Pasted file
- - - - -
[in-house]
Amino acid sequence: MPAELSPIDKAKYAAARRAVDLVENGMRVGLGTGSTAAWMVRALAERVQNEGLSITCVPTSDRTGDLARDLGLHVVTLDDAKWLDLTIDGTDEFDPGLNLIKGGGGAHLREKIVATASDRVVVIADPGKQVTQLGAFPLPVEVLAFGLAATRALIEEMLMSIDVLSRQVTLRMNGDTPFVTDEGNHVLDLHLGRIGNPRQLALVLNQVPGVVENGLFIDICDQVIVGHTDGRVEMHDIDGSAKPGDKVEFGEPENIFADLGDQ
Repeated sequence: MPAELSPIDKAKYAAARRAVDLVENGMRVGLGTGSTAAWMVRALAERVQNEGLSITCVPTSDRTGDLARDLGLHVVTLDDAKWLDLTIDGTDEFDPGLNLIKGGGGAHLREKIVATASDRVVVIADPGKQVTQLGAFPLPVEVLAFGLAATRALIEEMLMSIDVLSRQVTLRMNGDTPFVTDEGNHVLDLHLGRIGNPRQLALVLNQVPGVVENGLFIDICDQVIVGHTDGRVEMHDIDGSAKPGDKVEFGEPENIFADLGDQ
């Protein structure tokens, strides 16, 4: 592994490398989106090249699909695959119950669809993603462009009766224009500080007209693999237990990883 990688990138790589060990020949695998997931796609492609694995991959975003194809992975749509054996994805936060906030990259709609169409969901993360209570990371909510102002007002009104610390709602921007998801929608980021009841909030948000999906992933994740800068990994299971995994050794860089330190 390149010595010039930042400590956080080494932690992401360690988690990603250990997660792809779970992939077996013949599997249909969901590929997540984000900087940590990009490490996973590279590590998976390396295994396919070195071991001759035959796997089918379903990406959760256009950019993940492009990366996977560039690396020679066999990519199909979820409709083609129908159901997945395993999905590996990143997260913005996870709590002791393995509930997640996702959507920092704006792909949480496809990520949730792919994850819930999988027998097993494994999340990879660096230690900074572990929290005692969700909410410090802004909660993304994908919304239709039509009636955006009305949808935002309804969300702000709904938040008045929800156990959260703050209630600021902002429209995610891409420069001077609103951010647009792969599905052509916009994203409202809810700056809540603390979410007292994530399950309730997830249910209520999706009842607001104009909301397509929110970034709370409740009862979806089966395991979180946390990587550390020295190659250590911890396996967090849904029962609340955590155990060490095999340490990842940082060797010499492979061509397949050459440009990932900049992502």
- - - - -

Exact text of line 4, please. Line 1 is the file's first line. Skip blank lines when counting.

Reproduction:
């Protein structure tokens, strides 16, 4: 592994490398989106090249699909695959119950669809993603462009009766224009500080007209693999237990990883 990688990138790589060990020949695998997931796609492609694995991959975003194809992975749509054996994805936060906030990259709609169409969901993360209570990371909510102002007002009104610390709602921007998801929608980021009841909030948000999906992933994740800068990994299971995994050794860089330190 390149010595010039930042400590956080080494932690992401360690988690990603250990997660792809779970992939077996013949599997249909969901590929997540984000900087940590990009490490996973590279590590998976390396295994396919070195071991001759035959796997089918379903990406959760256009950019993940492009990366996977560039690396020679066999990519199909979820409709083609129908159901997945395993999905590996990143997260913005996870709590002791393995509930997640996702959507920092704006792909949480496809990520949730792919994850819930999988027998097993494994999340990879660096230690900074572990929290005692969700909410410090802004909660993304994908919304239709039509009636955006009305949808935002309804969300702000709904938040008045929800156990959260703050209630600021902002429209995610891409420069001077609103951010647009792969599905052509916009994203409202809810700056809540603390979410007292994530399950309730997830249910209520999706009842607001104009909301397509929110970034709370409740009862979806089966395991979180946390990587550390020295190659250590911890396996967090849904029962609340955590155990060490095999340490990842940082060797010499492979061509397949050459440009990932900049992502």